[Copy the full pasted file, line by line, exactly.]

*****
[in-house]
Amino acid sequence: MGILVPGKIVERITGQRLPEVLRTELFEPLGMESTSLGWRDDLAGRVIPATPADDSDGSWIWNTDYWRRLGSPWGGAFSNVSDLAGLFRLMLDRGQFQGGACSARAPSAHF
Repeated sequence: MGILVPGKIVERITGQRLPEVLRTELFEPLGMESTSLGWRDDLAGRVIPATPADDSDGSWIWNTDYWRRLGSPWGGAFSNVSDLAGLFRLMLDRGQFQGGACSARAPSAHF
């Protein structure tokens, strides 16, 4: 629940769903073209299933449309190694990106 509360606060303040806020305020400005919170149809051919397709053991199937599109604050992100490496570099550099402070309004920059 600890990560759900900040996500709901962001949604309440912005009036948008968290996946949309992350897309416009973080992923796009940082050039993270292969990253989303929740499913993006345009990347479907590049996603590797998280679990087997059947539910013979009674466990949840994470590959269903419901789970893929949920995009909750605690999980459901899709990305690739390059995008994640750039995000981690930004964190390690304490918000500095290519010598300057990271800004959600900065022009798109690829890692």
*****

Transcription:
[in-house]
Amino acid sequence: MGILVPGKIVERITGQRLPEVLRTELFEPLGMESTSLGWRDDLAGRVIPATPADDSDGSWIWNTDYWRRLGSPWGGAFSNVSDLAGLFRLMLDRGQFQGGACSARAPSAHF
Repeated sequence: MGILVPGKIVERITGQRLPEVLRTELFEPLGMESTSLGWRDDLAGRVIPATPADDSDGSWIWNTDYWRRLGSPWGGAFSNVSDLAGLFRLMLDRGQFQGGACSARAPSAHF
């Protein structure tokens, strides 16, 4: 629940769903073209299933449309190694990106 509360606060303040806020305020400005919170149809051919397709053991199937599109604050992100490496570099550099402070309004920059 600890990560759900900040996500709901962001949604309440912005009036948008968290996946949309992350897309416009973080992923796009940082050039993270292969990253989303929740499913993006345009990347479907590049996603590797998280679990087997059947539910013979009674466990949840994470590959269903419901789970893929949920995009909750605690999980459901899709990305690739390059995008994640750039995000981690930004964190390690304490918000500095290519010598300057990271800004959600900065022009798109690829890692």